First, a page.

Commentary & Opinion
HIV Travel Bans Violate Human Rights, Hurt Business
November 29, 2012
Writing in the Huffington Post's "Impact" blog, Chip Bergh, president and CEO of Levi Strauss & Co., and Kenneth Cole, CEO of Kenneth Cole Productions and chair of the Board of amfAR, The Foundation for AIDS Research, discuss why some CEOs oppose HIV travel bans. "Restrictions based only on positive HIV status deny the entry, stay, residence or work visas for people living with HIV, even though the HIV virus can't be transmitted through casual contact," they write, adding, "These laws and policies not only violate human rights and don't protect the public health, they also harm a business's bottom line."
"In today's globalized economy and competitive landscape, work-related travel, and relocation are essential for corporations to succeed," Bergh and Cole continue. "Many countries enacted travel restrictions 'to protect the public health' back in the 1980s when ignorance, fear, and prejudice surrounded HIV," but "[t]here's no evidence that HIV travel restrictions protect public health," they write. "All of these reasons are why CEOs are taking a stand this World AIDS Day on December 1st. The CEOs of more than 40 companies, including our own -- Levi Strauss & Co. and Kenneth Cole Productions -- have signed an unprecedented pledge calling on the 45 remaining governments to lift their travel restrictions," they continue, concluding, "Doing so will put an end to these archaic and discriminatory practices and will allow businesses to operate at their fullest potential on a global scale" (11/28).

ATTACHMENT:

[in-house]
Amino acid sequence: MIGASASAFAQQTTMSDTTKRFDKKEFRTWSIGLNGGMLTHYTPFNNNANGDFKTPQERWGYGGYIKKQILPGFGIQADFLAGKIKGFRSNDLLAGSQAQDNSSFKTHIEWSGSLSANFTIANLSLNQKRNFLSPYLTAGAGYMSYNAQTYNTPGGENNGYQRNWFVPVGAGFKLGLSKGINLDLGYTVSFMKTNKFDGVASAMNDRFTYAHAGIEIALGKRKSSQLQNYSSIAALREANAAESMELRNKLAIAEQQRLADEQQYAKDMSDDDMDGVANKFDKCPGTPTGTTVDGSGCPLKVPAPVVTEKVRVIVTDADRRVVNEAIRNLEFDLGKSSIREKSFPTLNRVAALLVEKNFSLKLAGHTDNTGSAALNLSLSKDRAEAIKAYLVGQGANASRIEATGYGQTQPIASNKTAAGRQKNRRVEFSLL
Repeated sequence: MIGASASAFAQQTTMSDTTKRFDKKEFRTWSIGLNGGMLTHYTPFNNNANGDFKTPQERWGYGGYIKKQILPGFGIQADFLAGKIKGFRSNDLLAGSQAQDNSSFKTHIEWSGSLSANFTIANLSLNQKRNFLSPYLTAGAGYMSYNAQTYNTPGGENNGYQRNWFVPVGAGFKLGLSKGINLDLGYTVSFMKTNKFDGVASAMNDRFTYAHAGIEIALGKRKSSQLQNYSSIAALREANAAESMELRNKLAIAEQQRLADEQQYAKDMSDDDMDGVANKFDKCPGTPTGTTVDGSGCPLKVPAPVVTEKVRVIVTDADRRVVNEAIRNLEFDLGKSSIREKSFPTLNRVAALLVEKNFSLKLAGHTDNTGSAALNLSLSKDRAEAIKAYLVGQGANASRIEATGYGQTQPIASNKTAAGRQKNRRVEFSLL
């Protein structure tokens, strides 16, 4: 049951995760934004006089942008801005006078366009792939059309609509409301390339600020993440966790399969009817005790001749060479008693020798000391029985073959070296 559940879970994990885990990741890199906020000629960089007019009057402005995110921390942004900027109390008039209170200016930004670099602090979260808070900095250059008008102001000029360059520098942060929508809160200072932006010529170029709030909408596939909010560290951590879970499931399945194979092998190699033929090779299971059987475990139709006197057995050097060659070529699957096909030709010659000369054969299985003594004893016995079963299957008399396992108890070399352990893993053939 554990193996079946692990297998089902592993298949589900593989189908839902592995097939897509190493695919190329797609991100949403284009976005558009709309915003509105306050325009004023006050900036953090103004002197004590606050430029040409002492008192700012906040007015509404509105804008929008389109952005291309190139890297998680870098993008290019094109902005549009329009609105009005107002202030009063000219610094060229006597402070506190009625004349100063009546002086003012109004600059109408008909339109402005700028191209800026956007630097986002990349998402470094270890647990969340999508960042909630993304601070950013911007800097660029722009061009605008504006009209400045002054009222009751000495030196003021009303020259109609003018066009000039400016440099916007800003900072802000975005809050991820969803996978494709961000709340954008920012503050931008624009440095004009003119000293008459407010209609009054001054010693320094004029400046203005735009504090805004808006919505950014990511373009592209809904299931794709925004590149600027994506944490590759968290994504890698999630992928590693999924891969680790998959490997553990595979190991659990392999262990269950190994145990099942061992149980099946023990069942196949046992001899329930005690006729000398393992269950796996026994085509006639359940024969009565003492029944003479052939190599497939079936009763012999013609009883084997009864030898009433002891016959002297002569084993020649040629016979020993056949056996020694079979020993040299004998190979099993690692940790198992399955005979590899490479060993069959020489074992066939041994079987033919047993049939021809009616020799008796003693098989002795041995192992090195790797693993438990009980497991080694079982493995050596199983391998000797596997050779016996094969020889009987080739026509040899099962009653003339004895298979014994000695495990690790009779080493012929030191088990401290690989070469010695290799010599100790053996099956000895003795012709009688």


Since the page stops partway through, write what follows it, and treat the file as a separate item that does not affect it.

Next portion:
This article was provided by Henry J. Kaiser Family Foundation. It is a part of the publication Kaiser Daily Global Health Policy Report. Visit the Kaiser Family Foundation's website to find out more about their activities, publications and services.
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